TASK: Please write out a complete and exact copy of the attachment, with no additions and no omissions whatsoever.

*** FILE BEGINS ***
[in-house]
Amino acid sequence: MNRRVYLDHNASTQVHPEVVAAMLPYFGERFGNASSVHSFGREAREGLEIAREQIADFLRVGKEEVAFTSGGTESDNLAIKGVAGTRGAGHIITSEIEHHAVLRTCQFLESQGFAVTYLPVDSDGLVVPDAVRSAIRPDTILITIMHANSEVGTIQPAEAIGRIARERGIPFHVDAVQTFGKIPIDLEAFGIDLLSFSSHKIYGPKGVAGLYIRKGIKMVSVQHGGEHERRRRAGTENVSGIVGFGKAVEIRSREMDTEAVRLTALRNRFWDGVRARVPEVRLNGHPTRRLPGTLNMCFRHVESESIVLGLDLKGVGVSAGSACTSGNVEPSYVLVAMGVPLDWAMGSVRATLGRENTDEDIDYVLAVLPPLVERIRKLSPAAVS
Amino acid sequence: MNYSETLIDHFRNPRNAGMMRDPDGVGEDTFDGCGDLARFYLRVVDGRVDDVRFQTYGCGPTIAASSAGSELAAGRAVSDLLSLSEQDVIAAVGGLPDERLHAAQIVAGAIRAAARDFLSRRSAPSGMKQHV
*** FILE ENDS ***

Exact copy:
[in-house]
Amino acid sequence: MNRRVYLDHNASTQVHPEVVAAMLPYFGERFGNASSVHSFGREAREGLEIAREQIADFLRVGKEEVAFTSGGTESDNLAIKGVAGTRGAGHIITSEIEHHAVLRTCQFLESQGFAVTYLPVDSDGLVVPDAVRSAIRPDTILITIMHANSEVGTIQPAEAIGRIARERGIPFHVDAVQTFGKIPIDLEAFGIDLLSFSSHKIYGPKGVAGLYIRKGIKMVSVQHGGEHERRRRAGTENVSGIVGFGKAVEIRSREMDTEAVRLTALRNRFWDGVRARVPEVRLNGHPTRRLPGTLNMCFRHVESESIVLGLDLKGVGVSAGSACTSGNVEPSYVLVAMGVPLDWAMGSVRATLGRENTDEDIDYVLAVLPPLVERIRKLSPAAVS
Amino acid sequence: MNYSETLIDHFRNPRNAGMMRDPDGVGEDTFDGCGDLARFYLRVVDGRVDDVRFQTYGCGPTIAASSAGSELAAGRAVSDLLSLSEQDVIAAVGGLPDERLHAAQIVAGAIRAAARDFLSRRSAPSGMKQHV